Rain on Earth is something that we’ve come to know well. It’s relatively predictable in size and shape, and while we’re noticing more extreme weather and lack of rain in some parts of the world (thanks to climate change, which is our fault, by the way), rain itself doesn’t change much. As it turns out, the same may be true on other planets, and a new study suggests that while the makeup of precipitation could vary dramatically on alien worlds, the raindrops would look very familiar to human travelers.
The research, which was published in the Journal of Geophysical Research: Planets, suggests that the physics that govern how water droplets form and fall on Earth will likely result in similar precipitation on other planets, even if the makeup of the “rain” is much different. In modeling raindrops falling through the atmospheres of planets like Jupiter and Saturn, which are vastly different from rocky planets like Earth, they found that the type of planet doesn’t matter all that much when it comes to rain.
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The researchers simulated precipitation through different types of atmospheres and found that what determines the size of raindrops on Earth seems to be universally true across the board. When drops are too small they evaporate before reaching the surface, but when they’re too big they end up splitting apart into smaller drops before impact. The middle ground is where the overwhelming majority of drops end up after falling a significant distance, regardless of what type of atmosphere is present or the makeup of the rain itself.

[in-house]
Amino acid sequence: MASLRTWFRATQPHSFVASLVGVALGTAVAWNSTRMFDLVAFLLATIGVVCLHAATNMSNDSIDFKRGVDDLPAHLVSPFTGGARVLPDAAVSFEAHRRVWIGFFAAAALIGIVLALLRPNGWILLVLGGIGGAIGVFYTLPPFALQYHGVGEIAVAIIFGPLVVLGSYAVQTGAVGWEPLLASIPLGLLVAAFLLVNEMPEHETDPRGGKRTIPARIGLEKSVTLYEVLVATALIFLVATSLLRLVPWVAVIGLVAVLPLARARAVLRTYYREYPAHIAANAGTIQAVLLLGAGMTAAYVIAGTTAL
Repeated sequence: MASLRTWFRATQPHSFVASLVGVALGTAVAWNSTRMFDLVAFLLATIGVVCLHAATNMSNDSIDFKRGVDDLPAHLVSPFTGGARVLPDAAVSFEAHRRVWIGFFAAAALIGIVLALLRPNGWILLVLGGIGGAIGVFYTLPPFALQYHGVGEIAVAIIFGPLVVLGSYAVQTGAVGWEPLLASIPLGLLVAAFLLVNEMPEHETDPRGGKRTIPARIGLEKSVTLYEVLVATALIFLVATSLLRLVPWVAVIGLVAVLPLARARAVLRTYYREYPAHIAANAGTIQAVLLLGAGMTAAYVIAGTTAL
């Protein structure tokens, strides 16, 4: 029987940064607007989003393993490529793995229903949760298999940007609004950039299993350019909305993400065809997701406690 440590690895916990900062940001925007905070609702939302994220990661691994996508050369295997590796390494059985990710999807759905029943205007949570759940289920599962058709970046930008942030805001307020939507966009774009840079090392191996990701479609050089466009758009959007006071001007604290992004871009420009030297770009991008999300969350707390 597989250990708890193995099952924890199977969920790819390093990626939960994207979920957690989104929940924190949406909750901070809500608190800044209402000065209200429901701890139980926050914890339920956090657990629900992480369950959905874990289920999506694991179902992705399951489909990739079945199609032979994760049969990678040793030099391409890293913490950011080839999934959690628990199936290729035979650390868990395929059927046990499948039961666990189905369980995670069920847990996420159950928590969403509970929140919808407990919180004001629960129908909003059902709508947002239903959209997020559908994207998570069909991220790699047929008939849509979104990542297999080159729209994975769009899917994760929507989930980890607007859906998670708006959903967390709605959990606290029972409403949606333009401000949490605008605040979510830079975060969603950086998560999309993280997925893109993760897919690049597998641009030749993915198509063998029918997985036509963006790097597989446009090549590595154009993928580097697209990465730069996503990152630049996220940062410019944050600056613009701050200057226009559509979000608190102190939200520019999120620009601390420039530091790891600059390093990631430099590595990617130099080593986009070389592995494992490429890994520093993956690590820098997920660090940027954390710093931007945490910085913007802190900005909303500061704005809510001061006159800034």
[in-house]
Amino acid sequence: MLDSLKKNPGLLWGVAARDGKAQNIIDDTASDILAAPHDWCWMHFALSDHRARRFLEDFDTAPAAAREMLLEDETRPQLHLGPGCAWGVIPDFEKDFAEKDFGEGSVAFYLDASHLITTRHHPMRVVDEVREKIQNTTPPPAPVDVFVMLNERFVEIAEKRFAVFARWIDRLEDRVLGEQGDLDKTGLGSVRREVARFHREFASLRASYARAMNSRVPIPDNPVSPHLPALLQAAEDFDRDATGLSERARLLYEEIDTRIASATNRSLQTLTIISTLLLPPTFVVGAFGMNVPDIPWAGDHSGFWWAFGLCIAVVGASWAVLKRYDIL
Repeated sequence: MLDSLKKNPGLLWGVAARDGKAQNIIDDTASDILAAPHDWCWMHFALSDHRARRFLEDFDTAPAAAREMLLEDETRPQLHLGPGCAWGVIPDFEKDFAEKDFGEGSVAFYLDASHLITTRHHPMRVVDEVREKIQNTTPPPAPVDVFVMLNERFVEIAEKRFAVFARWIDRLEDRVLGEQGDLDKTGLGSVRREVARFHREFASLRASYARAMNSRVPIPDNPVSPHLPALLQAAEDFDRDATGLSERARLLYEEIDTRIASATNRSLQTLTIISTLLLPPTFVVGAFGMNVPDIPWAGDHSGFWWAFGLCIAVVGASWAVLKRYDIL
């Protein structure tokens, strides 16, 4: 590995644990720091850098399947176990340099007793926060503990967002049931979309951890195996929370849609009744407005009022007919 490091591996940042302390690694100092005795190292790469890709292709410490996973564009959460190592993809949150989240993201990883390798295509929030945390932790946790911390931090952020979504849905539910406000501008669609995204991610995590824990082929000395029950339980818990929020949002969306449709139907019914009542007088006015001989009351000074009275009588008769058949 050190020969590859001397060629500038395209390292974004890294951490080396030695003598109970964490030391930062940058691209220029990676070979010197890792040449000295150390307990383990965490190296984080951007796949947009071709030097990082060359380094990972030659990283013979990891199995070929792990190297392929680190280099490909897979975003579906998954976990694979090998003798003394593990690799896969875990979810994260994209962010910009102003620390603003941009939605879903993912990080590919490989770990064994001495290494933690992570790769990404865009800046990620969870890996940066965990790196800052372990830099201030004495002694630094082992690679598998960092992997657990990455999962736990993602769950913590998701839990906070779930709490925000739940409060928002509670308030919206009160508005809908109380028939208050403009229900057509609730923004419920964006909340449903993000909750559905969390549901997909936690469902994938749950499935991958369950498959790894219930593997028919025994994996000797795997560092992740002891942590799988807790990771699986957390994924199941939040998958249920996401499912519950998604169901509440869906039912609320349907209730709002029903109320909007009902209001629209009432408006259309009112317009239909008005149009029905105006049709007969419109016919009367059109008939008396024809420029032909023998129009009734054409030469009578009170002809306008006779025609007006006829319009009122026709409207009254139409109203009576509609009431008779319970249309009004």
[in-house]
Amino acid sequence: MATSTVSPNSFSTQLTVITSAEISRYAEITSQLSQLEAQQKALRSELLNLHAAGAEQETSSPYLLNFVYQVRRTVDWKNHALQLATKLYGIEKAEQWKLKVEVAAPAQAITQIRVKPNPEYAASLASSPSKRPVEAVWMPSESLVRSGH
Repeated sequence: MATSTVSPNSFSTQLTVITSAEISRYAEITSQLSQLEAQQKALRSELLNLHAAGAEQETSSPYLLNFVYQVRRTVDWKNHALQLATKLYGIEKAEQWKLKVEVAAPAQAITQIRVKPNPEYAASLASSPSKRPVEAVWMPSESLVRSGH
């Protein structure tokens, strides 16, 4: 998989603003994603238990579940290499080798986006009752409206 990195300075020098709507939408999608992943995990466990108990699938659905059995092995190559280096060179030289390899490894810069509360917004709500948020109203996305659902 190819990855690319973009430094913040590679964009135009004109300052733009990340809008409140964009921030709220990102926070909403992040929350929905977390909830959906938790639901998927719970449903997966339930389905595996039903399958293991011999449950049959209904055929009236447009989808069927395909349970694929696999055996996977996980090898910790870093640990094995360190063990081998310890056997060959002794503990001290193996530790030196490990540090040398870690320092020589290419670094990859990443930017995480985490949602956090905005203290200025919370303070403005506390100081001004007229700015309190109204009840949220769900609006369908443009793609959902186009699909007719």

Some worlds have slightly larger rain than Earth, such as Saturn’s moon Titan. Raindrops on Titan, which are made of methane rather than liquid water, are thought to be around twice the size of raindrops on Earth, but that’s still a very small change for such a wildly different planet. It sounds wild but it makes a lot of sense. Physics doesn’t care what planet you’re on and will govern everything in the same way.
What’s even more exciting is that we may soon have the telescope technology to make even more accurate estimates of rainfall on other worlds, that is if the James Webb Space Telescope ever launches.
“Now with instruments like [the James Webb Space Telescope], which hopefully will soon be launched, we will have the capability to detect really fine spectra of exoplanetary atmospheres, including ones that are quite cooler than ones we’re usually able to characterize, in which clouds and rain will occur,” planetary scientist Tristan Guillot, who was not part of the research team, said of the work. “So these kinds of tools as they are developed will be very useful and important to interpret those spectra.”
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